The return of the historical tenoroons and bassoons and the pedagogy associated with them will give rise to a new generation of bassoonists: those who have not previously played the modern bassoon or recorder, as has been customary up to now, and have dealt with the characteristics of the historical bassoon from the very beginning.

Summary of two workshops

Photo: Áurea Domínguez

Workshop 1 – Adults: The first one-day workshop took place in September 2022 at the Schola Cantorum. A prerequisite for participating in the Historical Fagottino Day was fundamental knowledge about the historical bassoon. There were six bassoonists registered for the course, all of whom were already professionals or historical bassoon students.

First the instruments chosen for the workshop were presented: FT42 Savary jeune (11) 11-key tenoroon in F and the FT6 Anonymous (7) 8-key tenoroon in G. We had four models of each at our disposal, two in nylon (with the original and rounded bore) and two in wood, supplied by the manufacturer Vincenzo Onida (a prototype and an original version), as well as the two originals, kindly made available by Christoph Peter and Áurea Domíngues.

Each participant was provided with reeds for both FT6 and FT42 and given the opportunity to try the instruments in short improvisation games. Afterwards, two work groups were formed with five instruments each, coached by Zoë Matthews and Letizia Viola. Simple ensemble music was studied, with attention to intonation and technical matters such as fingerings.

Christoph Peter, a well-known bassoon/fagottino pedagogue in Switzerland, gave an interesting presentation about his teaching concepts and the development of his own pedagogical method.

The work groups changed instrument models and repeated studies together, working on ensembles to be presented at the end of the day. Although there was only a short time for preparation, the small orchestra of bassoons made of different materials and shapes produced an unusual and fascinating sound that inspired everyone in the audience and ourselves.

Photo: Áurea Domínguez

Workshop 2 – Children: A total of fifteen children, from seven to sixteen, attended this whole-day workshop. The work was similar in structure to the adult workshop, but obviously with different content, using many of the games described below on this page. We divided into three groups, using three models: FT6 Anonymous tenoroon, FT42 Savary tenoroon, and FT30 Scherer fagottino (again with four copies of each instrument).

This was the first encounter with the historical fagottini for most. Besides the difficulties of experimenting and interacting in an unknown group, the new instruments were difficult to control in the beginning.

The greatest issue for the young modern bassoonists lay in the stability of the airflow. Accustomed to the modern bassoon and blowing into a bore lined with a hard natural rubber, they were all amazed by the instrument’s flexibility. We were surprised at how quickly they learned the new fingerings of the period instruments and the flexibility they were able to develop throughout the day, in terms of approach and the way of blowing into the instrument, which fundamentally evolved from the blowing technique required for the modern bassoon.

As soon as they were able to produce sound, an infectious enthusiasm was released. Everyone liked the lightness and small scale of the instruments, and noticed the varieties and beauty of sounds. Notably, they were happy about having fewer keys. The day ended with a lively performance of everyone together.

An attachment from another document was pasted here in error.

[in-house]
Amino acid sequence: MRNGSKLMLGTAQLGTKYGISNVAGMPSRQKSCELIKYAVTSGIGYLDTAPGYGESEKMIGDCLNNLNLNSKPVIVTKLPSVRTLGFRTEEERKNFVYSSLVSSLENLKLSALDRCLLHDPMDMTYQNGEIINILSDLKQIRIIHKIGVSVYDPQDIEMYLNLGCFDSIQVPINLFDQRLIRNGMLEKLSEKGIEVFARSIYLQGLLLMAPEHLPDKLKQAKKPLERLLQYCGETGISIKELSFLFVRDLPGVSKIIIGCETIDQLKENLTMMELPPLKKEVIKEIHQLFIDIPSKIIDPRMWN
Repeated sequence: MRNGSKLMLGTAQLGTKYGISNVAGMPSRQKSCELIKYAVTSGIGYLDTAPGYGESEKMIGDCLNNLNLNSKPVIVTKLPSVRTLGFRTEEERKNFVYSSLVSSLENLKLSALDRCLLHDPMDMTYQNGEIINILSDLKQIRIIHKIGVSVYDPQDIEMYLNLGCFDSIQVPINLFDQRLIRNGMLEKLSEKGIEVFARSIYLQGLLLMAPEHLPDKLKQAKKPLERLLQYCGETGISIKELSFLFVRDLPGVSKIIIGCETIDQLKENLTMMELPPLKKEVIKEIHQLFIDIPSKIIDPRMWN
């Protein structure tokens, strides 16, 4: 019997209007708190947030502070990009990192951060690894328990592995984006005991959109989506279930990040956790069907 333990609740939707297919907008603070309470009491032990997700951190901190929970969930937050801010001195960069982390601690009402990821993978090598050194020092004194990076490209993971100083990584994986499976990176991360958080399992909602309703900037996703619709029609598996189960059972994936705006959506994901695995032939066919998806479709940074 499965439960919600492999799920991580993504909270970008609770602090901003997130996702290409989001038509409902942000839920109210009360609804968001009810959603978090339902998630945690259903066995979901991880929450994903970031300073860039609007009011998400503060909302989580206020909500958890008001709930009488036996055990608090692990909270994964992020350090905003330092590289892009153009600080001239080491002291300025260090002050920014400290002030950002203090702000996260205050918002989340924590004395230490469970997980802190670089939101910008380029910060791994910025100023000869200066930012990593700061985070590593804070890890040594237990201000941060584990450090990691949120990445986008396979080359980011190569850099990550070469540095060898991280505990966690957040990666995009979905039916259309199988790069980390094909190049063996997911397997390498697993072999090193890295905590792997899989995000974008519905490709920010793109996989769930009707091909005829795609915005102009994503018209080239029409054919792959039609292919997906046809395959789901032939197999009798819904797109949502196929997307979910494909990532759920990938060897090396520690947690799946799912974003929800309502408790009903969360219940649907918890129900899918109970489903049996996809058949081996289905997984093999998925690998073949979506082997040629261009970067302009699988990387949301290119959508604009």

FORTHCOMING: A Pedagogical Method for Children (link forthcoming)

An overview of contents:


  • Instrument description 
  • Posture of the instrument (with photos)
  • Tone production
  • Reading musical notation 
  • Rhythm 
  • Articulations 
  • Improvisation
  • Fingerings and music notes on the instrument
  • Scales, natural notes, and notes up to two sharps and flats
  • Music

How to learn:

  • Group classes
  • Games
  • Playing canon and scales
  • Improvisation and composition
  • Repertoire from historical sources or own arrangements
Photo: Áurea Domínguez


“Rhythm 1” / Everyone sits in a circle and taps their feet together in the same rhythm, saying “1, 2, 3, 4.” On 1 and 3, each one touches the hand of the neighbour lightly. On 2 and 4, the  everyone claps their hands in front. The soloist in the middle improvises a melody on top of this rhythm. 

“Rhythm Orchestra” / Four rhythmical students sit spread out in the room. Student 1: Beats the ground 4/4 measure. Students 2, 3, 4: Beat simple rhythms that fit.  All the others beat first the basic rhythm, and eventually try out the other stations. 

“Listen and play 1” / All children and teacher(s)sit in a circle. A small object is passed around, simaltaneously a tone is played. The receiver duplicates the tone and passes it further with a new tone, and so on.

“Listen and play 2 – Parrot game” / A student plays a note on the fagottino and the group repeats the same note as quickly as possible. When everyone has given a note to the others, they can go on with more notes and rhythms to be repeated by the rest in the same fashion.

“Tone production 1 – producing musical character” / We imagine certain moods (for example, “angry”, “dreamy”, “happy”). Each student presents a mood with her/his instrument and the others guess which emotion is being portrayed.   

“Tone production 2 – Roll the melody” /The group stands in a circle, and one student in the middle has some soft, small balls. She/he rolls a ball gently to another in the circle and this student plays a note. When everyone has played a note, the student in the middle makes a melody or chord out of the collective tones. 

“Warm, warmer, cold, colder” / A student leaves the room and the class hides an object. The returning (blindfolded) student searches for the object, while the class reacts with their instruments. The closer she/he is to the object, the louder the group plays. If the student is farther away, the class plays softly and/or very short notes. 

Photo: Áurea Domínguez

Suggested repertoire: